Monday, 26 January 2015


Another of my very occasional musings:

Thoughts on my university attendance:

After Maryann's Maryann Corbett sentimental FB post yesterday, I went for a virtual tour of my old University Residence at Queen's University today (through this technology undreamed of when I was there). It has altered so little in appearance really since I went at 17 as the youngest student there, and Dean Bryce followed me with hawk eyes and I was gated before Easter.
I shared a double room and Fanny Hill raced around our innocent floor in timed loan-outs. But I also saw Leonard Cohen and Margaret Atwood while they were still poets, and went to an early concert with Seiji Ozawa conducting. The serious women still look down from walls --for some reason I remember also one of Ella Fitzgerald -- and we felt we had to live up to them somehow, while the birth control pill arrived and registration was computerized in third year (two things that would revolutionize our world). 
I studied here for four years, and joined the International Students Association, the Peace Movement (SUPA), the NDP, demonstrated against Vietnam and for US Civil Rights, and organized and went on a Community Poverty Project in second year summer where we lived in the local community of ex-cons and their families (Kingston was also the home of the Federal Penitentiary) and other under-privileged people, and tried to help empower them. The CBC did a TV program on us where their camera was more interested in my face than what I said! In other summers I worked for the English Dept. doing research.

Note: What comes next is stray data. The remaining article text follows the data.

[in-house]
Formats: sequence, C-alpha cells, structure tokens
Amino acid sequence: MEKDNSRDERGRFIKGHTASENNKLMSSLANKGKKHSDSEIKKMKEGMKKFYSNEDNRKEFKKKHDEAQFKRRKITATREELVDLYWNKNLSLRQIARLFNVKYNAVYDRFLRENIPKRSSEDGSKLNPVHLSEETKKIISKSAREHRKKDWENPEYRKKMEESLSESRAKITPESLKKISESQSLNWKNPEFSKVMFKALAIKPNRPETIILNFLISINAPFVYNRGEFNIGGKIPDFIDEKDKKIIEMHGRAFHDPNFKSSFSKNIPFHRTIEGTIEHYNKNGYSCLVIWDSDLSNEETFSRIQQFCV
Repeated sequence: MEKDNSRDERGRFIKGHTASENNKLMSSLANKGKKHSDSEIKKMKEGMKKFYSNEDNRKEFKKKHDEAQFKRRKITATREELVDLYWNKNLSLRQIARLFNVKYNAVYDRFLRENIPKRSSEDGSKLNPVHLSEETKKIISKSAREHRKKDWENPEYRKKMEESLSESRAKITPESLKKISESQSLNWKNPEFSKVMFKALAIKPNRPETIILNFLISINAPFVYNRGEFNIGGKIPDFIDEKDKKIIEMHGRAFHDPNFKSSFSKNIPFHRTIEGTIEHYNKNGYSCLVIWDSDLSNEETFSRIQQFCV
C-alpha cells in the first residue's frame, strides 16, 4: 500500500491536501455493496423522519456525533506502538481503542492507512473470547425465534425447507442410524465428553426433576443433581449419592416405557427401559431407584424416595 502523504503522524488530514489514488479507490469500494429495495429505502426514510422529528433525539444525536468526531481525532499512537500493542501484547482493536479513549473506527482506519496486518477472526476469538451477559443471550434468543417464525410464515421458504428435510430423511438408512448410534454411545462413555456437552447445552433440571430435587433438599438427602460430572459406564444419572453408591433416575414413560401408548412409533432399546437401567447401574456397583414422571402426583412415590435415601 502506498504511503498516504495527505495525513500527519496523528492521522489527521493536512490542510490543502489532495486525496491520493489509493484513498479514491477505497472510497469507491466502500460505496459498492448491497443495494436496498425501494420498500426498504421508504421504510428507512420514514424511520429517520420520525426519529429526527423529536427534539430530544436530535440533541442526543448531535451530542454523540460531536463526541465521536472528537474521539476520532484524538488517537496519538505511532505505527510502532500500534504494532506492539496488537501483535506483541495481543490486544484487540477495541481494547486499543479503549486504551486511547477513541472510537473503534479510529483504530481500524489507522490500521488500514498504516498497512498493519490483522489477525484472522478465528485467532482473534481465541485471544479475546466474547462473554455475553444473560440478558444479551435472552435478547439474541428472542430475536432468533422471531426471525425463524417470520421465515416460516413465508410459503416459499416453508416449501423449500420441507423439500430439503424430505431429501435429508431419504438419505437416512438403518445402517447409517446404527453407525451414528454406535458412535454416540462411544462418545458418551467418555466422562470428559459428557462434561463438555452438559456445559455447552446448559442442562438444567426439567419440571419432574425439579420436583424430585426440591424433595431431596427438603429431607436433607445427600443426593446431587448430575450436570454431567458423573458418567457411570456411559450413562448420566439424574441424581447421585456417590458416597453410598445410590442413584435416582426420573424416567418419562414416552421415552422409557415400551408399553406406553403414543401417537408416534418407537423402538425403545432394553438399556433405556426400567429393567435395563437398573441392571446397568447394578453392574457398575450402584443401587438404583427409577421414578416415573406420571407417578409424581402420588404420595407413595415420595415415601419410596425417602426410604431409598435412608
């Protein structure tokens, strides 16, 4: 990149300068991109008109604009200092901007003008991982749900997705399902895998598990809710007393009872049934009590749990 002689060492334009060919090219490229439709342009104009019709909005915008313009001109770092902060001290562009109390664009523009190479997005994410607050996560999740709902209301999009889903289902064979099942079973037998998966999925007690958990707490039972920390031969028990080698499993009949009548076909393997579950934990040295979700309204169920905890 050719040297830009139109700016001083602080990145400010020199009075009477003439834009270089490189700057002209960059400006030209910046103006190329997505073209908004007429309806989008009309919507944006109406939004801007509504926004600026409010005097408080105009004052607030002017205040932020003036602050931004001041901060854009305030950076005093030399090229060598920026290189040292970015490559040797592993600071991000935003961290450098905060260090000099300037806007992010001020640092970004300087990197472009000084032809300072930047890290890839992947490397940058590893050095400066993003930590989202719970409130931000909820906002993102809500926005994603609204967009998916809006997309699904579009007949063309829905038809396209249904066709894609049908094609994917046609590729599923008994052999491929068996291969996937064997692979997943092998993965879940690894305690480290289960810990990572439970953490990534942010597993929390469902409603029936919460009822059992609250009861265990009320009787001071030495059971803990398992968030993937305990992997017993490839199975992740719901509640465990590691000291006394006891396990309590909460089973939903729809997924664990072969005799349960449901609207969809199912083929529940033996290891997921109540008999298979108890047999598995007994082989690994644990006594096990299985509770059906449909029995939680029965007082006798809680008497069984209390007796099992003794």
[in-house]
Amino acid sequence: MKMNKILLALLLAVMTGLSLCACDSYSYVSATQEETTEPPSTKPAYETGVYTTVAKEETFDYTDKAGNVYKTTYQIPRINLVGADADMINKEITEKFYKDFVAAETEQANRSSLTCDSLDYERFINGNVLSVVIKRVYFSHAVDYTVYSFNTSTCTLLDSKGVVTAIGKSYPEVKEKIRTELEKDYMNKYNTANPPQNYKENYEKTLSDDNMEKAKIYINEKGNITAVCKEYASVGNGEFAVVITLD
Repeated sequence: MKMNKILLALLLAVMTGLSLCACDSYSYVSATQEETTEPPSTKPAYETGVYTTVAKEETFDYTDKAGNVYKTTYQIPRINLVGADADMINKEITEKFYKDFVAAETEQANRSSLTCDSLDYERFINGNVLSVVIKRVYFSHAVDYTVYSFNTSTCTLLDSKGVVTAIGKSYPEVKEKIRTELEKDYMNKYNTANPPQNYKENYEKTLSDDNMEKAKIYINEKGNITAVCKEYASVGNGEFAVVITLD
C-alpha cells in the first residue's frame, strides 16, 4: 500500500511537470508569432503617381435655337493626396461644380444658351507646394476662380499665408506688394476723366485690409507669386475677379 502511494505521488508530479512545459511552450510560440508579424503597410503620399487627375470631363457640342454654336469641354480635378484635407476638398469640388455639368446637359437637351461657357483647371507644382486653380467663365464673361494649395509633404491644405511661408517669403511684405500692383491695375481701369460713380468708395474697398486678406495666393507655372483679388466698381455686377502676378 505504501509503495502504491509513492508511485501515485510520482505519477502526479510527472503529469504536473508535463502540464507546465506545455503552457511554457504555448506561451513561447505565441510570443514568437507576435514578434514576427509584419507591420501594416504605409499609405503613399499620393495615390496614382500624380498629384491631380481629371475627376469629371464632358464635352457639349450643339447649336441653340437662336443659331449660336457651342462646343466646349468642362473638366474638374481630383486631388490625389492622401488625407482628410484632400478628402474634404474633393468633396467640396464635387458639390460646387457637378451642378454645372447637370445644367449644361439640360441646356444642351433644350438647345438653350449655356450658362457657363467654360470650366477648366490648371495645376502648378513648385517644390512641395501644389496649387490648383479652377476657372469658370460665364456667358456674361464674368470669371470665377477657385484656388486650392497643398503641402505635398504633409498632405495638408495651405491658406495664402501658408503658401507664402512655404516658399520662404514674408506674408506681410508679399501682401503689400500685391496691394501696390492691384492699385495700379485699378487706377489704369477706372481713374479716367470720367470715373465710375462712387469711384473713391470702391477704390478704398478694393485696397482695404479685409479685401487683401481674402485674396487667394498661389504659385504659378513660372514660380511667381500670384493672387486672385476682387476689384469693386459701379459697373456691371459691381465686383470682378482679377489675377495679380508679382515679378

Oh the angst (Erich Fromm), the passion (Simone de Bouvoir), the anger (Camus, Sartre), the vows (to fight against all war) --ok, what's new.! But we threw off pill box hats and lived in jeans, sloppy sweaters, mini -skirts; and the best music ever, in folk, blues, rock, soul, protest, classical, just kept coming. We chucked out irons and all other housework, made angels in the snow (winter is the dominant season), and danced. We lost our virginities with speed and pride (and little knowledge), fell in love (mostly with the wrong people), and pigged out on art, poetry, great literature, and politics and philosophy, and had so much hope. 
A science friend told me they'd discovered soap suds could harm your health, so always rinse dishes....which I've done since; we also had nuclear sirens practising and worrying us all the time (always had had); we had hard histories some of us. But we believed in the health of democracy (I went up to listen to Parliament debate in Ottawa --just walked in and sat in the Gallery one afternoon (as two years later I would wander up Downing Street and through Westminster Hall), and on Canada's centenary, danced and sang in a massive crowd around the Houses of Parliament.  
And since we knew the oil sands could never be developed --they were not viable, economically  --life still seemed full of endless possibilities.....
I also watched Kennedy's funeral in this building, though, very very young, silent and shocked. 
I knew I'd be dead before the millenium; would have to be; would be too old and useless after........hmmm.....

Wednesday, 14 January 2015

14 January, 2015

My new book, The Wilding Eye, New and Selected Poems, will be published by Worple Press the first week in April. Very pleased.

Monday, 12 January 2015

12 January 2015.

I've just been told I'll be reading with Martyn Crucefix at Cheltenham Poetry Festival on 24 April. I love Martyn's work. Really looking forward to that! 8--)